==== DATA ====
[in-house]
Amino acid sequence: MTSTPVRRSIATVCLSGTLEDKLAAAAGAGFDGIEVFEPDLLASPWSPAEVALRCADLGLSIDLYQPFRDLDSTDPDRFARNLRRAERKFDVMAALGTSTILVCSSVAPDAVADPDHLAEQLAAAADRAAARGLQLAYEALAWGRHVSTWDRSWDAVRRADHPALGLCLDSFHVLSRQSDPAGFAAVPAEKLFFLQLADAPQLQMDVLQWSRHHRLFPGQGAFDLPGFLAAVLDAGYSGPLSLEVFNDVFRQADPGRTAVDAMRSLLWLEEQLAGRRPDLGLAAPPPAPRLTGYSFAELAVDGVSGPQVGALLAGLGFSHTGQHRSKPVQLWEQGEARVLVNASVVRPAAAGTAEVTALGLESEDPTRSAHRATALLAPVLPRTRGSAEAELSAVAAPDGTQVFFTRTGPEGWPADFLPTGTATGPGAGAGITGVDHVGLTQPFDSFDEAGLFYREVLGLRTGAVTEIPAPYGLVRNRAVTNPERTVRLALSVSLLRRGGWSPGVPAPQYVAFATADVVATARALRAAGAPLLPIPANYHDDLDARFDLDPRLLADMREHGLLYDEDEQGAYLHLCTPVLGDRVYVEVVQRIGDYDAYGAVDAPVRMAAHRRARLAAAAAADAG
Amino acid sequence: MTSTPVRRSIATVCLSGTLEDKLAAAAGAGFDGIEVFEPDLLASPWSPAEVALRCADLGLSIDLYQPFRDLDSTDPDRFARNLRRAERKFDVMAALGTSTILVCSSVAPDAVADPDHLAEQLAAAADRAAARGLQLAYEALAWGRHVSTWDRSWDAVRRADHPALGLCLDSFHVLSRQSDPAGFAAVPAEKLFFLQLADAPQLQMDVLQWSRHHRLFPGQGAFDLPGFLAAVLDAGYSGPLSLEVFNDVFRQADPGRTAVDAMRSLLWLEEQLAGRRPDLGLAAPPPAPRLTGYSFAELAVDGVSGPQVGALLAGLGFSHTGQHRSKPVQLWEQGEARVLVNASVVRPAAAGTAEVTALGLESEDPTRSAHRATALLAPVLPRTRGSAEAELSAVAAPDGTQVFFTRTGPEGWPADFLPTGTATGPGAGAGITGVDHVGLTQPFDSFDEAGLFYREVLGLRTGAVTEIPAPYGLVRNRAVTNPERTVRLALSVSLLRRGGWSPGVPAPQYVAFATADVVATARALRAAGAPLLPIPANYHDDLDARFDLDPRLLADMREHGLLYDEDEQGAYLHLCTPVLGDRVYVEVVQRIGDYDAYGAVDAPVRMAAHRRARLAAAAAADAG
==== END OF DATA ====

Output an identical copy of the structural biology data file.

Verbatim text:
[in-house]
Amino acid sequence: MTSTPVRRSIATVCLSGTLEDKLAAAAGAGFDGIEVFEPDLLASPWSPAEVALRCADLGLSIDLYQPFRDLDSTDPDRFARNLRRAERKFDVMAALGTSTILVCSSVAPDAVADPDHLAEQLAAAADRAAARGLQLAYEALAWGRHVSTWDRSWDAVRRADHPALGLCLDSFHVLSRQSDPAGFAAVPAEKLFFLQLADAPQLQMDVLQWSRHHRLFPGQGAFDLPGFLAAVLDAGYSGPLSLEVFNDVFRQADPGRTAVDAMRSLLWLEEQLAGRRPDLGLAAPPPAPRLTGYSFAELAVDGVSGPQVGALLAGLGFSHTGQHRSKPVQLWEQGEARVLVNASVVRPAAAGTAEVTALGLESEDPTRSAHRATALLAPVLPRTRGSAEAELSAVAAPDGTQVFFTRTGPEGWPADFLPTGTATGPGAGAGITGVDHVGLTQPFDSFDEAGLFYREVLGLRTGAVTEIPAPYGLVRNRAVTNPERTVRLALSVSLLRRGGWSPGVPAPQYVAFATADVVATARALRAAGAPLLPIPANYHDDLDARFDLDPRLLADMREHGLLYDEDEQGAYLHLCTPVLGDRVYVEVVQRIGDYDAYGAVDAPVRMAAHRRARLAAAAAADAG
Amino acid sequence: MTSTPVRRSIATVCLSGTLEDKLAAAAGAGFDGIEVFEPDLLASPWSPAEVALRCADLGLSIDLYQPFRDLDSTDPDRFARNLRRAERKFDVMAALGTSTILVCSSVAPDAVADPDHLAEQLAAAADRAAARGLQLAYEALAWGRHVSTWDRSWDAVRRADHPALGLCLDSFHVLSRQSDPAGFAAVPAEKLFFLQLADAPQLQMDVLQWSRHHRLFPGQGAFDLPGFLAAVLDAGYSGPLSLEVFNDVFRQADPGRTAVDAMRSLLWLEEQLAGRRPDLGLAAPPPAPRLTGYSFAELAVDGVSGPQVGALLAGLGFSHTGQHRSKPVQLWEQGEARVLVNASVVRPAAAGTAEVTALGLESEDPTRSAHRATALLAPVLPRTRGSAEAELSAVAAPDGTQVFFTRTGPEGWPADFLPTGTATGPGAGAGITGVDHVGLTQPFDSFDEAGLFYREVLGLRTGAVTEIPAPYGLVRNRAVTNPERTVRLALSVSLLRRGGWSPGVPAPQYVAFATADVVATARALRAAGAPLLPIPANYHDDLDARFDLDPRLLADMREHGLLYDEDEQGAYLHLCTPVLGDRVYVEVVQRIGDYDAYGAVDAPVRMAAHRRARLAAAAAADAG